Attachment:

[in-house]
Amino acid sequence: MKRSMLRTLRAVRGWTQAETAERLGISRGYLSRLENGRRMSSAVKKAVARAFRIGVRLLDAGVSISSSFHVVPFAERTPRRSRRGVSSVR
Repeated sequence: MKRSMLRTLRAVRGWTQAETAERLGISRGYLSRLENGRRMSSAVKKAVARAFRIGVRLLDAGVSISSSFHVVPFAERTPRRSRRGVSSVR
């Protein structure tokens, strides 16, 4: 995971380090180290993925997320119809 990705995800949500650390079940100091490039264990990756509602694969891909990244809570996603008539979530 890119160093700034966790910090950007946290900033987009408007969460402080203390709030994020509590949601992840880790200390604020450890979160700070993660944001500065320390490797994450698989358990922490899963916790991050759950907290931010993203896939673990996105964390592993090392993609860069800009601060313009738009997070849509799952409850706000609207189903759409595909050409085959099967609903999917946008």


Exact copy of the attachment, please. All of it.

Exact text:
[in-house]
Amino acid sequence: MKRSMLRTLRAVRGWTQAETAERLGISRGYLSRLENGRRMSSAVKKAVARAFRIGVRLLDAGVSISSSFHVVPFAERTPRRSRRGVSSVR
Repeated sequence: MKRSMLRTLRAVRGWTQAETAERLGISRGYLSRLENGRRMSSAVKKAVARAFRIGVRLLDAGVSISSSFHVVPFAERTPRRSRRGVSSVR
């Protein structure tokens, strides 16, 4: 995971380090180290993925997320119809 990705995800949500650390079940100091490039264990990756509602694969891909990244809570996603008539979530 890119160093700034966790910090950007946290900033987009408007969460402080203390709030994020509590949601992840880790200390604020450890979160700070993660944001500065320390490797994450698989358990922490899963916790991050759950907290931010993203896939673990996105964390592993090392993609860069800009601060313009738009997070849509799952409850706000609207189903759409595909050409085959099967609903999917946008």